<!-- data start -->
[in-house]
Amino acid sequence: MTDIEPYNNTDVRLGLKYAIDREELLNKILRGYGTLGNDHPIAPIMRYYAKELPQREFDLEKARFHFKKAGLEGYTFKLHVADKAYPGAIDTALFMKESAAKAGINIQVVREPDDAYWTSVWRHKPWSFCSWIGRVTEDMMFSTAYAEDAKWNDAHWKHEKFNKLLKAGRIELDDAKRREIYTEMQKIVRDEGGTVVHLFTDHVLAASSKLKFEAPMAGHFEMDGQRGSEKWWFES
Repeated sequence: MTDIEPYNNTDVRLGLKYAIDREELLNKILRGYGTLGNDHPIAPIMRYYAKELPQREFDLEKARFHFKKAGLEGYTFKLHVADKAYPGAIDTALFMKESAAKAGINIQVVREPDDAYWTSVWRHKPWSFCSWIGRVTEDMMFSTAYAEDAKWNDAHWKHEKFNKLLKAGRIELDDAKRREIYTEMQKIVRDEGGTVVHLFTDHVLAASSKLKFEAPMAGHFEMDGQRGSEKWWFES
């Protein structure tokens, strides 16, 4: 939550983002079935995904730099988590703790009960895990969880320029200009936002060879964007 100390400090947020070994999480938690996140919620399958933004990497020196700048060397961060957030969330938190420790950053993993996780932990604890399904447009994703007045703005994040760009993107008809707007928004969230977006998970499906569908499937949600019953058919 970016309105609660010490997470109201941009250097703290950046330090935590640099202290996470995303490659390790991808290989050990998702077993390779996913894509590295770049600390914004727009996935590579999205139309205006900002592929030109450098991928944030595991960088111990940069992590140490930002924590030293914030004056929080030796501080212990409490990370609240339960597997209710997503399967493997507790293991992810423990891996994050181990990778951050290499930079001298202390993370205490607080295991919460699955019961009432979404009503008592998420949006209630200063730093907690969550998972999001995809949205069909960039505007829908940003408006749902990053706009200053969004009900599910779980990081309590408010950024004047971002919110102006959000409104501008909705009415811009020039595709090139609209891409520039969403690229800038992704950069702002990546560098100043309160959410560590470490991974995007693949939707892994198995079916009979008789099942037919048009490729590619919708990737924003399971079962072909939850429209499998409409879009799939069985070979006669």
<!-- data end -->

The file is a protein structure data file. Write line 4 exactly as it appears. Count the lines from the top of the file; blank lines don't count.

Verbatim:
């Protein structure tokens, strides 16, 4: 939550983002079935995904730099988590703790009960895990969880320029200009936002060879964007 100390400090947020070994999480938690996140919620399958933004990497020196700048060397961060957030969330938190420790950053993993996780932990604890399904447009994703007045703005994040760009993107008809707007928004969230977006998970499906569908499937949600019953058919 970016309105609660010490997470109201941009250097703290950046330090935590640099202290996470995303490659390790991808290989050990998702077993390779996913894509590295770049600390914004727009996935590579999205139309205006900002592929030109450098991928944030595991960088111990940069992590140490930002924590030293914030004056929080030796501080212990409490990370609240339960597997209710997503399967493997507790293991992810423990891996994050181990990778951050290499930079001298202390993370205490607080295991919460699955019961009432979404009503008592998420949006209630200063730093907690969550998972999001995809949205069909960039505007829908940003408006749902990053706009200053969004009900599910779980990081309590408010950024004047971002919110102006959000409104501008909705009415811009020039595709090139609209891409520039969403690229800038992704950069702002990546560098100043309160959410560590470490991974995007693949939707892994198995079916009979008789099942037919048009490729590619919708990737924003399971079962072909939850429209499998409409879009799939069985070979006669």